- Reduce blood cholesterol levels
- Lower risk of heart disease, including heart attack and stroke
- Aid in proper bowel function, reduce constipation, and risk of diverticulitis
- Provide a feeling of fullness with fewer calories
- Reduce obesity
- Reduce risk of type 2 diabetes
- Consuming vegetables rich in folate helps:
- Body form red blood cells
- Women who become pregnant to reduce the risk of neural tube defects, spina bifida, and anencephaly during fetal development
- Eating vegetables rich in Vitamin C helps:
- Heal cuts and wounds
- Keep teeth and gums healthy
- Aid in iron absorption
- Consuming vegetables rich in Vitamin A helps:
- Keep eyes and skin healthy
- Protect against infections
- An eating plan that is vegetable rich helps:
- Protect against certain types of cancers
Get Cozy with Vegetables
What if you don’t like vegetables? Since I am talking to adults, my initial response to you is “too bad”. Vegetables are chocked full of nutrients and minerals that are so essential for our bodies. You need to eat plenty of them.
My real response is vegetables are so crucial to healthy eating that you need to take the time to discover tasty ways to prepare many different types of vegetables so that you can enjoy almost all of them.
Trust me. I am never going to eat Brussels sprouts boiled in plain water. Yuck! However, we have a recipe for Double Bacon Brussels Sprouts that is to die for. I will be posting this recipe soon.
Seriously, how you prepare vegetables, what you cook them in, and which flavor enhancers you include make a huge difference in how they taste. One bad taste of a certain vegetable should not doom it to oblivion. Give it another try, you might find out you like it.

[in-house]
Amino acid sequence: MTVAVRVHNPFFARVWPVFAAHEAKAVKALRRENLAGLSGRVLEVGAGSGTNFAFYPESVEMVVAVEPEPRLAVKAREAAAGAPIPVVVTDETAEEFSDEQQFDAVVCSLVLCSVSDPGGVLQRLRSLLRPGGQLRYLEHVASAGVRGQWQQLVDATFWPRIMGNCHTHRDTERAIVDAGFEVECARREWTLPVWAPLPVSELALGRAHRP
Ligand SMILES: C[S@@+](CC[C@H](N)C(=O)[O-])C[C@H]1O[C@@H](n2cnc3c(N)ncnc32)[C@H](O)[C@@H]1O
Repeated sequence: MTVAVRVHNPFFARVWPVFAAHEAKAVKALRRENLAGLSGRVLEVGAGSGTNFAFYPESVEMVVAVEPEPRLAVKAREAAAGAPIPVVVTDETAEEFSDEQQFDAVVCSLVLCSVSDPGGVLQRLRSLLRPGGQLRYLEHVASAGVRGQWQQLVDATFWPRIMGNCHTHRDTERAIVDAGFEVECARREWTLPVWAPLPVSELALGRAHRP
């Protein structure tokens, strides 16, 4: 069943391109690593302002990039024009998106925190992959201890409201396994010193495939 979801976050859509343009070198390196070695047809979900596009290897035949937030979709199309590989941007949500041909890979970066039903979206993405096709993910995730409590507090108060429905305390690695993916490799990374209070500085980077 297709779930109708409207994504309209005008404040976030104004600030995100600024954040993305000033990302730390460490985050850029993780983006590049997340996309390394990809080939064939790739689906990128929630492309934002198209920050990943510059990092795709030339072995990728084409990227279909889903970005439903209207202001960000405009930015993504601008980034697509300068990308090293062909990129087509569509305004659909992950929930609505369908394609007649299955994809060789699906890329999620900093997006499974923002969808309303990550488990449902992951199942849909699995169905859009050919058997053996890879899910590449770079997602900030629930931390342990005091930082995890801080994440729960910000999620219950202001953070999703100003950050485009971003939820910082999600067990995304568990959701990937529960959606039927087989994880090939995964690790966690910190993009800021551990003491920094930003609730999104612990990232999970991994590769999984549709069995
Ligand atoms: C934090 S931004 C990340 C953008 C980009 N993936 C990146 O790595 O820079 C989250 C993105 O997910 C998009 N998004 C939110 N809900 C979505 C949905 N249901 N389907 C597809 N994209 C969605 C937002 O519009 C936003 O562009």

If you need help in coming up with an idea how to prepare vegetables, let your fingers do the walking through Pinterest.
How to Eat More Vegetables
One thing members in the medical and dietary community have in common is that both tell you eat more vegetables. There are countless ways to add more vegetable to your daily diet. Getting into the daily habit of using more vegetables just takes a little effort and practice.
10 Ways to eat more veggies:
- Add several extra veggies to soups and stews. If needed, add some extra liquid to account for the added volume.
- Pack portable, easy-to-eat veggies in your work or school bag to help avoid vending machine temptations.
- Add frozen peas, green beans, or broccoli to rice when it’s almost done cooking.
- Keep plenty of frozen and canned vegetables on hand for when you need to throw together a meal in a hurry.
- Eat a meatless dinner meal once a week. Think vegetable lasagna, grilled veggie kabobs, or Portobello mushroom “burgers”.
- Besides onions and tomatoes, top off a sandwich with extra sliced or shredded vegetables like beets, carrots, celery, cucumbers, peppers, radishes, or zucchini.
- Keep plenty of fresh veggies like baby carrots, broccoli, cauliflower, and radishes ready to eat by washing and prepping those that need it into small pieces. Store them in individual containers in the fridge. This way they are ready for cooking and for snacking!
- When eating out, ask if you can substitute a lean vegetable or house salad for fries and other less-healthy sides.
- Make it fun for kids to try new veggies. Let them pick out a new vegetable in the grocery store and help figure out how to cook it. Hopefully your family will end up expanding their palate!
- Try roasting vegetables like carrots, cauliflower, broccoli, Brussels sprouts, onions, or eggplant. Roasting causes these foods to caramelize, which enhances their natural sweetness and makes them extremely tasty.
Get Sneaky with Vegetables
There are so many ways to add vegetable to your daily diet besides the obvious dinner time side dishes and lunch time soups and salads. And for those of you who don’t like vegetables, getting sneaky will help you learn to love veggies.
10 Sneaky ways to add veggies:
- Add spinach, peppers, or mushrooms to breakfast egg dishes like omelets, frittatas, and even scrambled.
- Grate carrots or zucchini into your oatmeal before cooking.
- Add them to muffins and quick breads. Great options are finely shredded carrots, zucchini, and yellow summer squash.
- Sneak them into pancakes and waffles.
- Add veggies to dips and spreads.
- Mix finely shredded carrots or zucchini into healthy cookies.
- Toss one or two into your smoothies, especially tasty in the green ones.
- Add to pasta and casserole dishes, the more the better.
- Load that homemade pizza up with plenty of vegetables.
- Mix veggies into meatloaf and burgers.
A Word about Fruits